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The Federal Reserve is all but guaranteed to announce Wednesday that it will once again raise interest rates. But investors are hopeful it will be a smaller increase than the last four hikes.
Traders are betting on just a half-point increase. Federal funds futures on the Chicago Mercantile Exchange show an 80% probability of a half-point hike.
The Fed bumped up rates by three-quarters of a percentage point in the past four meetings (June, July, September and November). That followed two smaller rate hikes earlier this year. The central bank’s key short-term interest rate, which sat at zero at the beginning of the year, is now at a range of 3.75% to 4%.
The hope is that inflation pressures are finally starting to abate enough that the Fed can pivot — Fed-speak for a series of smaller rate hikes -— to avoid crashing the economy into a recession.
But it may not be that simple. The government reported Friday that a key measure of wholesale prices, the Producer Price Index, rose 7.4% over the past 12 months through November. That was a bit higher than the expected rate of 7.2% but a marked slowdown from the 8% increase through October.
The more widely watched Consumer Price Index data for November comes out Tuesday, just a day before the Fed announcement. CPI rose 7.7% year-over-year through October.
As long as inflation remains a problem, the Fed is going to have to tread cautiously.
“Inflation has probably peaked but it may not come down as quickly as people want it to,” said Kathy Jones, chief fixed income strategist for the Schwab Center for Financial Research.
Jones still thinks the Fed will raise rates by only half a point this week and may look to hike them just a quarter point in early 2023. But she conceded that the Fed is now sort of “making it up as they go along.”
The other problem: The Fed’s rate hikes this year have had limited impact on the economy so far. Yes, mortgage rates have spiked and that has severely hurt demand for housing, but the job market remains strong. Wages are growing, and consumers are still spending. That can’t last indefinitely.
“The cumulative impact of higher rates are just beginning. Hence, the Fed has to step down its pace a bit,” Jones said.
So investors are going to need to pay attention not to just what the Fed says in its policy statement about rates and what Powell talks about in his press conference. The Fed also will release its latest projections for gross domestic product growth, the job market and consumer prices Wednesday.
In September, the Fed’s consensus forecasts called for GDP growth of 1.2% in 2023, an unemployment rate of 4.4% and an increase in personal consumption expenditures, the Fed’s preferred measure or inflation, of 2.8%. It seems likely that the Fed will cut its GDP target and raise its expectations for the jobless rate and consumer prices.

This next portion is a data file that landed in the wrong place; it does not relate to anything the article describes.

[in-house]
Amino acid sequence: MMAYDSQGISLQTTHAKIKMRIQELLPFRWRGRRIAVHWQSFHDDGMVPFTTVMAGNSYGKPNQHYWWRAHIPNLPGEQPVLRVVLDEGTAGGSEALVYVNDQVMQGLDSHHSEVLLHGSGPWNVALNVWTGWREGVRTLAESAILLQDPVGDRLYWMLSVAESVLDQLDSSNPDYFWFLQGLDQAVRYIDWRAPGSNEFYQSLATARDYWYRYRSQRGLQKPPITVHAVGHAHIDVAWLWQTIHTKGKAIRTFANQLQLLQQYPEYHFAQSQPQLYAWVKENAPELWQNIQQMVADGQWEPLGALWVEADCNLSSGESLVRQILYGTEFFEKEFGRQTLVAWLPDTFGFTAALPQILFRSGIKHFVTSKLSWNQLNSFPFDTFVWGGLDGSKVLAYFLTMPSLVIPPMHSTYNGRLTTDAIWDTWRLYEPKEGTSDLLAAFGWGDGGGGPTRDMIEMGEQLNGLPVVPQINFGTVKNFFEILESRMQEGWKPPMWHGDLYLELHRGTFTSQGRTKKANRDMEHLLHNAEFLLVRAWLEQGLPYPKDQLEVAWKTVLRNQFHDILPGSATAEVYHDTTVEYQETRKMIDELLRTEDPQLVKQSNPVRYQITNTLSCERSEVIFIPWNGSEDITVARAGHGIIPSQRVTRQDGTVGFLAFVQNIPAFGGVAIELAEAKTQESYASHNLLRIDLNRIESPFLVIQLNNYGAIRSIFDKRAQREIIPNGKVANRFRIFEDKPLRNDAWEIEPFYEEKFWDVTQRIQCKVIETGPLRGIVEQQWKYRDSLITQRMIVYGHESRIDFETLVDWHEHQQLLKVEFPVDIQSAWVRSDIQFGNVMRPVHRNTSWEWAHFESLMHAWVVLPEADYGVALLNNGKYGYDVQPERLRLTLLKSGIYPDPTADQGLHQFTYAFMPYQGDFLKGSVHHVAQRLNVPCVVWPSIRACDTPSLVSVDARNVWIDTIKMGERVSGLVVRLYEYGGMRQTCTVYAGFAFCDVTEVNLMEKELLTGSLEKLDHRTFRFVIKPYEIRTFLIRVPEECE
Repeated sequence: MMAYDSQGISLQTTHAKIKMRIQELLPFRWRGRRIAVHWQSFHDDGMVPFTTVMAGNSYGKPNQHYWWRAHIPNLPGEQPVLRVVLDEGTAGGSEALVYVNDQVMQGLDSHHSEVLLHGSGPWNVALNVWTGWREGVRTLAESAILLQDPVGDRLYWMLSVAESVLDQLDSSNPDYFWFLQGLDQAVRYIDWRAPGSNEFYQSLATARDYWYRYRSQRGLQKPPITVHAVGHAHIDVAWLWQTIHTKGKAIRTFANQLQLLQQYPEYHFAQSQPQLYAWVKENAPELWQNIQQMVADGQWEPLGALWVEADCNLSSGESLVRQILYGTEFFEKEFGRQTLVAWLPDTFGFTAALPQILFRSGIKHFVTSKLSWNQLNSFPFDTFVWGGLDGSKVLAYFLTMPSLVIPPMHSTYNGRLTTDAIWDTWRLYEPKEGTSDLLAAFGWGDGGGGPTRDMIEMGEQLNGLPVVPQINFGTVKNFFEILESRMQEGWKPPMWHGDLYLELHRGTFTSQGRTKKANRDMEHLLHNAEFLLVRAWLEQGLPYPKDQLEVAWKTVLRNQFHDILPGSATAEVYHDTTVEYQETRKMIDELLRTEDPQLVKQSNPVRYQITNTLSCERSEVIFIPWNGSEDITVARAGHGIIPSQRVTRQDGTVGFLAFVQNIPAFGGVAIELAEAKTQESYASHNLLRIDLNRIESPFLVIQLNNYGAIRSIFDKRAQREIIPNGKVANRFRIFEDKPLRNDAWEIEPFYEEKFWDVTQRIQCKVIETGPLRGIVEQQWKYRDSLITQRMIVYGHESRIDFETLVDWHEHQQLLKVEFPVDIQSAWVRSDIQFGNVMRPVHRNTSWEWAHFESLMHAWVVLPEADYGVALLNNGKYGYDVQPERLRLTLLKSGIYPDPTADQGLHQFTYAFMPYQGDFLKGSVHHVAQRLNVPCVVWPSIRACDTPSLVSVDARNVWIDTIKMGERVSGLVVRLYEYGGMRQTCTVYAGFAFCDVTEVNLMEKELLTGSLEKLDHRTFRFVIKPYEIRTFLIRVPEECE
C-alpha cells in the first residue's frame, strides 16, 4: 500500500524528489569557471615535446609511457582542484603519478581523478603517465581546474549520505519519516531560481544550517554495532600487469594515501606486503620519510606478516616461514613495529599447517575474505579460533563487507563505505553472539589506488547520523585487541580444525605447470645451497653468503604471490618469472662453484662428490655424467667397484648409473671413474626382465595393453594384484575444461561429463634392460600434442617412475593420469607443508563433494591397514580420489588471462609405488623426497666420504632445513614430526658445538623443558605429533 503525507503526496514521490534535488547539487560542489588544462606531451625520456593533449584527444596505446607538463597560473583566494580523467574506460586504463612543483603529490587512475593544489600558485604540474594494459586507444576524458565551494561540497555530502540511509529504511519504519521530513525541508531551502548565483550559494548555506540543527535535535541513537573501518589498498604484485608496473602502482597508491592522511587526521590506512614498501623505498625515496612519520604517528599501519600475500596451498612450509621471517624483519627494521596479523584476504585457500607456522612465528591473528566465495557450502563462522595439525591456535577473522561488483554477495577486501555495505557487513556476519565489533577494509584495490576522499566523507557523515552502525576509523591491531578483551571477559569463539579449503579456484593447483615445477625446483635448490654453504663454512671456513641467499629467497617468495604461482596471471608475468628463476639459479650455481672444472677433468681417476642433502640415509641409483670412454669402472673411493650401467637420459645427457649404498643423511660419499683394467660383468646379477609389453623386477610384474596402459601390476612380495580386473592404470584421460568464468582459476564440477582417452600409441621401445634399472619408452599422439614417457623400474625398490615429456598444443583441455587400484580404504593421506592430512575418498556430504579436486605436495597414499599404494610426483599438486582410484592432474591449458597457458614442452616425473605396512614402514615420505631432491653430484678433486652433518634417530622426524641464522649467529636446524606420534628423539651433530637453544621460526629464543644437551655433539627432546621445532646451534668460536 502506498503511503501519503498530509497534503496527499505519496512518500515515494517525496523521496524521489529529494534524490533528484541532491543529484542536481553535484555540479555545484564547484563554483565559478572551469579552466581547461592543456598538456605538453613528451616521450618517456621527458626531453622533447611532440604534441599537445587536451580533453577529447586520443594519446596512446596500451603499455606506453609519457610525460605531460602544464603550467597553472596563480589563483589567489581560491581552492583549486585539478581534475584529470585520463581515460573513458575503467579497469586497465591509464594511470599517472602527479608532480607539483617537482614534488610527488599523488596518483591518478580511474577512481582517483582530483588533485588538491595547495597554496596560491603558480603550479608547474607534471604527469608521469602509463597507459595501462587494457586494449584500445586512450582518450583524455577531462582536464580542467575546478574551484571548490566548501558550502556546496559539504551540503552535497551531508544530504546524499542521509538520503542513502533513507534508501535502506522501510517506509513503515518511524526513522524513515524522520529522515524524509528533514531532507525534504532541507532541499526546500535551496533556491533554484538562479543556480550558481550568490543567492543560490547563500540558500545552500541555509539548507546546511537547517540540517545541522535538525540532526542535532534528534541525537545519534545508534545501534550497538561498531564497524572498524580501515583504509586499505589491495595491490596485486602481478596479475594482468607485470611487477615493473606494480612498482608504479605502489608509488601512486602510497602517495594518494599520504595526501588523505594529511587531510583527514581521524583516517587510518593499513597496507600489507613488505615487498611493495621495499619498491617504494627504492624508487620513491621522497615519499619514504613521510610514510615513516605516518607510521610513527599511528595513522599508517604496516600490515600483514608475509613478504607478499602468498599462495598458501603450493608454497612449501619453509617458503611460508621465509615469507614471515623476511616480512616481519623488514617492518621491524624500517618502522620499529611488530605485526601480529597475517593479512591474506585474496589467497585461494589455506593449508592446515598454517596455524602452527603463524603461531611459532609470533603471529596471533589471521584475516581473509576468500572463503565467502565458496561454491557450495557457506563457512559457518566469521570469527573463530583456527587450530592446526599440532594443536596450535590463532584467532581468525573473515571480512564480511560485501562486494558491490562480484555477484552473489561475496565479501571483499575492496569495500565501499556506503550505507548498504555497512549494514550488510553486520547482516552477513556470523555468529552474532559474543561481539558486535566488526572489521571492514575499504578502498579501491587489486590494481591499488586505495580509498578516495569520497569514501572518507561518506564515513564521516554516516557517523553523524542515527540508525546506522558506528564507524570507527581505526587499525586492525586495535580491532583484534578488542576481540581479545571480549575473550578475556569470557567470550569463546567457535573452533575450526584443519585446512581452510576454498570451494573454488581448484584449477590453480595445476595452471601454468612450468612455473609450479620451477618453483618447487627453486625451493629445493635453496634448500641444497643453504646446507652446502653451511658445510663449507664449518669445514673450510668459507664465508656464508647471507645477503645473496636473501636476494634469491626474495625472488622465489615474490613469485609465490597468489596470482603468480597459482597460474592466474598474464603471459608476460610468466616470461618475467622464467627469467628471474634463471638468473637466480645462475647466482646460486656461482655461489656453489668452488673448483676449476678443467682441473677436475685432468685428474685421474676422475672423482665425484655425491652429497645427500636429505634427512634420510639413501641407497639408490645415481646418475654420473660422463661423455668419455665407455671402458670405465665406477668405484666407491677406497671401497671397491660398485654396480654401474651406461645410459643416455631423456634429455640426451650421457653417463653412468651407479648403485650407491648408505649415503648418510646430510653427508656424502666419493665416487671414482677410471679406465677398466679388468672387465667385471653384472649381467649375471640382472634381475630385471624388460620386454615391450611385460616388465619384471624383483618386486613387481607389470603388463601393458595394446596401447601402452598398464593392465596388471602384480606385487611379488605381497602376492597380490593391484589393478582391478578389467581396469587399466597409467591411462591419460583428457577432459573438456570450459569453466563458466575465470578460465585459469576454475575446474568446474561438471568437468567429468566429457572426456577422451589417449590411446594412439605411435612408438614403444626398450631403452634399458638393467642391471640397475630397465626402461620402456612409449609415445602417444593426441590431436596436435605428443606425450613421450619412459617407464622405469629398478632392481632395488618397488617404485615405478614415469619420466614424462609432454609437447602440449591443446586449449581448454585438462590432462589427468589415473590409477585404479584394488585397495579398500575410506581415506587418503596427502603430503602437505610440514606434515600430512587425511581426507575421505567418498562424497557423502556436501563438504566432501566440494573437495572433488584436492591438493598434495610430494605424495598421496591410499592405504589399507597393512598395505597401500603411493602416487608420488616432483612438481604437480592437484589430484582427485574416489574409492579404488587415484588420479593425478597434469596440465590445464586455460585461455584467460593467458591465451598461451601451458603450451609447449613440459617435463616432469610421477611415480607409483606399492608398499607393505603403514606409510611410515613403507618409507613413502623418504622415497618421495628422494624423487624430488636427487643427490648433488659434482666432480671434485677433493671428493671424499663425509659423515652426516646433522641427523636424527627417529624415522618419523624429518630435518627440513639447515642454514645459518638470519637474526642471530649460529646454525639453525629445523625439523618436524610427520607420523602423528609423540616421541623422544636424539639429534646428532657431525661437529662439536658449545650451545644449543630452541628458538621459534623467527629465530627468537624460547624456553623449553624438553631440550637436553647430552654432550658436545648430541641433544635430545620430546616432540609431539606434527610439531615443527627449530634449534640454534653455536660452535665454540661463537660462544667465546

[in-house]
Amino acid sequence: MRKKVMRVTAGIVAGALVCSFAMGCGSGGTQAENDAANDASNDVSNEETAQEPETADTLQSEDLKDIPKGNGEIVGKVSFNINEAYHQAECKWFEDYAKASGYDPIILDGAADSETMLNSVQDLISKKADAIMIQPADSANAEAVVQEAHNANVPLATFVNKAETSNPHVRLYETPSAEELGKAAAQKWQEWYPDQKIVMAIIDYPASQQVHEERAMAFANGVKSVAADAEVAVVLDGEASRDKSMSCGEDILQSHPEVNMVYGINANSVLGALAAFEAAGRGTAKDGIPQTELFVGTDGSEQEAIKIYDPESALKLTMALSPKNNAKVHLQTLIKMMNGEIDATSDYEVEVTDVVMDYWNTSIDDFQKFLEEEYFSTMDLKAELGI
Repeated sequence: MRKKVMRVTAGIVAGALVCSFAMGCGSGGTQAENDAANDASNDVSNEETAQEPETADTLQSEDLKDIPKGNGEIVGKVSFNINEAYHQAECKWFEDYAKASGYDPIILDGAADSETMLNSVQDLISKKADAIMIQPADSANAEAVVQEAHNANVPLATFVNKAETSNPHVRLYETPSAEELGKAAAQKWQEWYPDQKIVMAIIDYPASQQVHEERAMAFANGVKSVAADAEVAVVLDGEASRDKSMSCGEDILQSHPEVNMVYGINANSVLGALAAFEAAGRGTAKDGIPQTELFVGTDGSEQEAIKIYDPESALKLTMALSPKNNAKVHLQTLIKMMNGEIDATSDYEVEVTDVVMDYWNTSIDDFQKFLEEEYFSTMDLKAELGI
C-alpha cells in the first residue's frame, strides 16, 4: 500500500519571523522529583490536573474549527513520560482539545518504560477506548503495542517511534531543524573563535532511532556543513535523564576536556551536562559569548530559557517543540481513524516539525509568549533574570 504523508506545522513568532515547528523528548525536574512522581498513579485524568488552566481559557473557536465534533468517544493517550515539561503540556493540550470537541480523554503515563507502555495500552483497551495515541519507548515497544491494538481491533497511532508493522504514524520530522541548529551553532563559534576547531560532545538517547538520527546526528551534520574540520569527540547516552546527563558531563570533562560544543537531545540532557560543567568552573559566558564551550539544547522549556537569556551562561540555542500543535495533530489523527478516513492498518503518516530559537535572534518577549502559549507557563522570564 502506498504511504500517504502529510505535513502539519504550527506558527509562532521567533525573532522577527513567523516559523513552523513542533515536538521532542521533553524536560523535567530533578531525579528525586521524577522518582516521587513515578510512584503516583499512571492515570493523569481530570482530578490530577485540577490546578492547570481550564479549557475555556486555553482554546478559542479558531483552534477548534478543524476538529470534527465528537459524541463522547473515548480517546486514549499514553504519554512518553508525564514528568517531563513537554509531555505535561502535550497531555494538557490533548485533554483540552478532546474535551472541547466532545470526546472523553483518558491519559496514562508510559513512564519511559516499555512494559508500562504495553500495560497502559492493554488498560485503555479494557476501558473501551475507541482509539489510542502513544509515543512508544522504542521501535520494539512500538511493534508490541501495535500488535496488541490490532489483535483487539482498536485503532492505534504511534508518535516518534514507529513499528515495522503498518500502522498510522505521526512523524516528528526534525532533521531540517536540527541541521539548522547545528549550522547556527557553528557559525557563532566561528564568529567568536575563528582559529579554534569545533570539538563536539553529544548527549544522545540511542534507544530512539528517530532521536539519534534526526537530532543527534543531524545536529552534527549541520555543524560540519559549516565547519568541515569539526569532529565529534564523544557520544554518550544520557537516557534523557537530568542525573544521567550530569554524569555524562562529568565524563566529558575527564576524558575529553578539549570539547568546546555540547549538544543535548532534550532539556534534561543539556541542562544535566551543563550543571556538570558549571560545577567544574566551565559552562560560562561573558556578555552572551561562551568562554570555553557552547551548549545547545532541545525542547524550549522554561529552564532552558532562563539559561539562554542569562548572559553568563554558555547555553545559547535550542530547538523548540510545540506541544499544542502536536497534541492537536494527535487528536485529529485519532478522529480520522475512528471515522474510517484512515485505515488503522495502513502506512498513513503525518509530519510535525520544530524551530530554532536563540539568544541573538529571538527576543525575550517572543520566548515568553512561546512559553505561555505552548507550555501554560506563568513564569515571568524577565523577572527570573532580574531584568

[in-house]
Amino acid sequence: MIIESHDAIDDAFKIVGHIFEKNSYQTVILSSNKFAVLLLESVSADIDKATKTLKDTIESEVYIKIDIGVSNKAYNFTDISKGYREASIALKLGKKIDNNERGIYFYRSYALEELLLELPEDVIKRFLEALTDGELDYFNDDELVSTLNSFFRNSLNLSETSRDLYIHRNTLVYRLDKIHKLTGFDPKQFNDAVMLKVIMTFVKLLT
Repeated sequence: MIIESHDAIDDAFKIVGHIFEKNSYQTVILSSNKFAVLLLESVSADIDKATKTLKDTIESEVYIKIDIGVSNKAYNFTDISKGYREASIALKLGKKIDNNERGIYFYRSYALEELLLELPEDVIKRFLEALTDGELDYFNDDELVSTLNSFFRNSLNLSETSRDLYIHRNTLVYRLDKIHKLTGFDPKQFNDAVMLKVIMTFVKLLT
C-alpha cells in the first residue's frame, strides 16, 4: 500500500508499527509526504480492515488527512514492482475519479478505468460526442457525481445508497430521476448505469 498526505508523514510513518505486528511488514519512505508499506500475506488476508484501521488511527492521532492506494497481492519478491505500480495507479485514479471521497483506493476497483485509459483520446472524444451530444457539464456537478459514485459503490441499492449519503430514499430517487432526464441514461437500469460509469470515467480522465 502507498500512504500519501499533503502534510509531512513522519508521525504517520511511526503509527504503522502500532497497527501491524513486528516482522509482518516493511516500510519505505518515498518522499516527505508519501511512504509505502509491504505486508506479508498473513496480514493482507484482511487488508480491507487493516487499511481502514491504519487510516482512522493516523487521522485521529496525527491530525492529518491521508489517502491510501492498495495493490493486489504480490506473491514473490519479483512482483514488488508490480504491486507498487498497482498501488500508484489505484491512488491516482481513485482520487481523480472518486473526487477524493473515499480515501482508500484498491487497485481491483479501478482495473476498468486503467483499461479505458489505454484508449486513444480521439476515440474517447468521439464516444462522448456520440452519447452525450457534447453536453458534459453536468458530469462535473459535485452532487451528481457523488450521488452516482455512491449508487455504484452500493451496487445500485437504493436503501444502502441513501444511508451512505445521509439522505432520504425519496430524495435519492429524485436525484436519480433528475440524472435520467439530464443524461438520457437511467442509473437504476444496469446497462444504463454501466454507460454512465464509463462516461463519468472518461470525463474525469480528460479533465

The likelihood of an economic downturn is increasing, and the Fed’s projections may reflect that. But the Fed is not expected to start cutting interest rates until 2024 at the earliest, so it may be too late for the central bank to prevent a recession.
“A pivot or pause is not a cure-all for this market,” said Keith Lerner, co-chief investment officer at Truist Advisory Services. “Rate cuts may be too late. Recession risks are still relatively high.”
The US economy isn’t in a recession yet. But are American shoppers tapped out? We’ll get a better sense of that Thursday after the government reports retail sales figures for November.
Economists are actually forecasting a small dip of 0.1% in retail sales from October. But it’s important to put that number in context. Retail sales surged 1.3% from September and 8.3% over the past 12 months.
So it’s possible consumers were simply getting a head start on holiday shopping. Inflation has an effect on the numbers too, since retail sales have been impacted (positively) by the fact that people have to spend more money for stuff.
One market strategist also pointed out that as long as price increases continue to slow, consumers will feel more confident as well.
“Everybody has been talking about inflation this year. Going forward, it will be more about disinflation in 2023 or 2024,” said Arnaud Cosserat, CEO of Comgest Global Investors.
What does that mean for investors? Cosserat said people should be looking for quality consumer companies that still have pricing power and can maintain their profit margins. Two stocks that his firm owns that he said fit that bill: Luxury goods maker Hermes
(HESAF) and cosmetics giant L’Oreal
Monday: UK monthly GDP; earnings from Oracle
Tuesday: US Consumer Price Index; Germany economic sentiment
Wednesday: Fed meeting; EU industrial production; UK inflation; earnings from Lennar
(LEN) and Trip.com
Thursday: US retail sales; US weekly jobless claims; ECB and Bank of England rate decisions; earnings from Jabil
Friday: Eurozone PMI; UK retail sales; earnings from Accenture
(ACN), Darden Restaurants
(DRI) and Winnebago
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